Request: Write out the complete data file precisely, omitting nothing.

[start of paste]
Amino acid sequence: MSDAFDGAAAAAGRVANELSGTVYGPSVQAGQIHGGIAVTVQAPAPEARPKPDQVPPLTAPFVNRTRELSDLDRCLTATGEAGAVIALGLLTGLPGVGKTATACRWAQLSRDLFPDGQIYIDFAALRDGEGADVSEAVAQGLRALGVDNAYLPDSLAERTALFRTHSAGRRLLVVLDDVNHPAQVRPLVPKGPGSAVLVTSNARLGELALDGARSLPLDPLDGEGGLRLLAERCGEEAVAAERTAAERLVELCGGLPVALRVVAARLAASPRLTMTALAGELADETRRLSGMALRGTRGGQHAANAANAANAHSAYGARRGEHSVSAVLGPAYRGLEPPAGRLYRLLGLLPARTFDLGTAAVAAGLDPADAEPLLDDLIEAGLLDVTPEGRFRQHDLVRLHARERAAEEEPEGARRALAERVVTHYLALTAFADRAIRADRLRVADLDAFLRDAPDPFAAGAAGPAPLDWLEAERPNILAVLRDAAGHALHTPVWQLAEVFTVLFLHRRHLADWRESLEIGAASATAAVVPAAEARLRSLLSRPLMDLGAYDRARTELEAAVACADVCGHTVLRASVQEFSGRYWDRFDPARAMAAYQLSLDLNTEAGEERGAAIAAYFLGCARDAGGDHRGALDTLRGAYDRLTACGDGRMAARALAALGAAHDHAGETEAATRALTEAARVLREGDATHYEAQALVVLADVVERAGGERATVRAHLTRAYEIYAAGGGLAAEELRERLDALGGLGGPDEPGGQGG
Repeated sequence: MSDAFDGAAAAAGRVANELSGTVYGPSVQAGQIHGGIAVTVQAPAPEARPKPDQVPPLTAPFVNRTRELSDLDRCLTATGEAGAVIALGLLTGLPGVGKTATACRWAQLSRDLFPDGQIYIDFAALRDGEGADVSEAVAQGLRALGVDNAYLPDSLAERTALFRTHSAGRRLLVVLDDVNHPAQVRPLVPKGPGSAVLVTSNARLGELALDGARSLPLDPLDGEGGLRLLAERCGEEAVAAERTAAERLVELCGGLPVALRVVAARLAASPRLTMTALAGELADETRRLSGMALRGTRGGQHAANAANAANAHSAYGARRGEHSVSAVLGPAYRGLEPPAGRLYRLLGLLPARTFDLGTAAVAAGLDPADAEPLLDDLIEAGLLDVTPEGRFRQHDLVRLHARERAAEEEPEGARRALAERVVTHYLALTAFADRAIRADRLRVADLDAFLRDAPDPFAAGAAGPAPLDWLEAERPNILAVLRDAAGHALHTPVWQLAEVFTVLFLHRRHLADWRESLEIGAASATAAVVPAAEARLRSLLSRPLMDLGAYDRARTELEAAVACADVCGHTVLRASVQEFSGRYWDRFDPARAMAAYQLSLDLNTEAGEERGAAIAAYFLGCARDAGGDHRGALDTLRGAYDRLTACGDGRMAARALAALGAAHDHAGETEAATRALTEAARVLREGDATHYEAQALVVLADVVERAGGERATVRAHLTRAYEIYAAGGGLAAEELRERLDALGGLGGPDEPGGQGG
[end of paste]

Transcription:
Amino acid sequence: MSDAFDGAAAAAGRVANELSGTVYGPSVQAGQIHGGIAVTVQAPAPEARPKPDQVPPLTAPFVNRTRELSDLDRCLTATGEAGAVIALGLLTGLPGVGKTATACRWAQLSRDLFPDGQIYIDFAALRDGEGADVSEAVAQGLRALGVDNAYLPDSLAERTALFRTHSAGRRLLVVLDDVNHPAQVRPLVPKGPGSAVLVTSNARLGELALDGARSLPLDPLDGEGGLRLLAERCGEEAVAAERTAAERLVELCGGLPVALRVVAARLAASPRLTMTALAGELADETRRLSGMALRGTRGGQHAANAANAANAHSAYGARRGEHSVSAVLGPAYRGLEPPAGRLYRLLGLLPARTFDLGTAAVAAGLDPADAEPLLDDLIEAGLLDVTPEGRFRQHDLVRLHARERAAEEEPEGARRALAERVVTHYLALTAFADRAIRADRLRVADLDAFLRDAPDPFAAGAAGPAPLDWLEAERPNILAVLRDAAGHALHTPVWQLAEVFTVLFLHRRHLADWRESLEIGAASATAAVVPAAEARLRSLLSRPLMDLGAYDRARTELEAAVACADVCGHTVLRASVQEFSGRYWDRFDPARAMAAYQLSLDLNTEAGEERGAAIAAYFLGCARDAGGDHRGALDTLRGAYDRLTACGDGRMAARALAALGAAHDHAGETEAATRALTEAARVLREGDATHYEAQALVVLADVVERAGGERATVRAHLTRAYEIYAAGGGLAAEELRERLDALGGLGGPDEPGGQGG
Repeated sequence: MSDAFDGAAAAAGRVANELSGTVYGPSVQAGQIHGGIAVTVQAPAPEARPKPDQVPPLTAPFVNRTRELSDLDRCLTATGEAGAVIALGLLTGLPGVGKTATACRWAQLSRDLFPDGQIYIDFAALRDGEGADVSEAVAQGLRALGVDNAYLPDSLAERTALFRTHSAGRRLLVVLDDVNHPAQVRPLVPKGPGSAVLVTSNARLGELALDGARSLPLDPLDGEGGLRLLAERCGEEAVAAERTAAERLVELCGGLPVALRVVAARLAASPRLTMTALAGELADETRRLSGMALRGTRGGQHAANAANAANAHSAYGARRGEHSVSAVLGPAYRGLEPPAGRLYRLLGLLPARTFDLGTAAVAAGLDPADAEPLLDDLIEAGLLDVTPEGRFRQHDLVRLHARERAAEEEPEGARRALAERVVTHYLALTAFADRAIRADRLRVADLDAFLRDAPDPFAAGAAGPAPLDWLEAERPNILAVLRDAAGHALHTPVWQLAEVFTVLFLHRRHLADWRESLEIGAASATAAVVPAAEARLRSLLSRPLMDLGAYDRARTELEAAVACADVCGHTVLRASVQEFSGRYWDRFDPARAMAAYQLSLDLNTEAGEERGAAIAAYFLGCARDAGGDHRGALDTLRGAYDRLTACGDGRMAARALAALGAAHDHAGETEAATRALTEAARVLREGDATHYEAQALVVLADVVERAGGERATVRAHLTRAYEIYAAGGGLAAEELRERLDALGGLGGPDEPGGQGG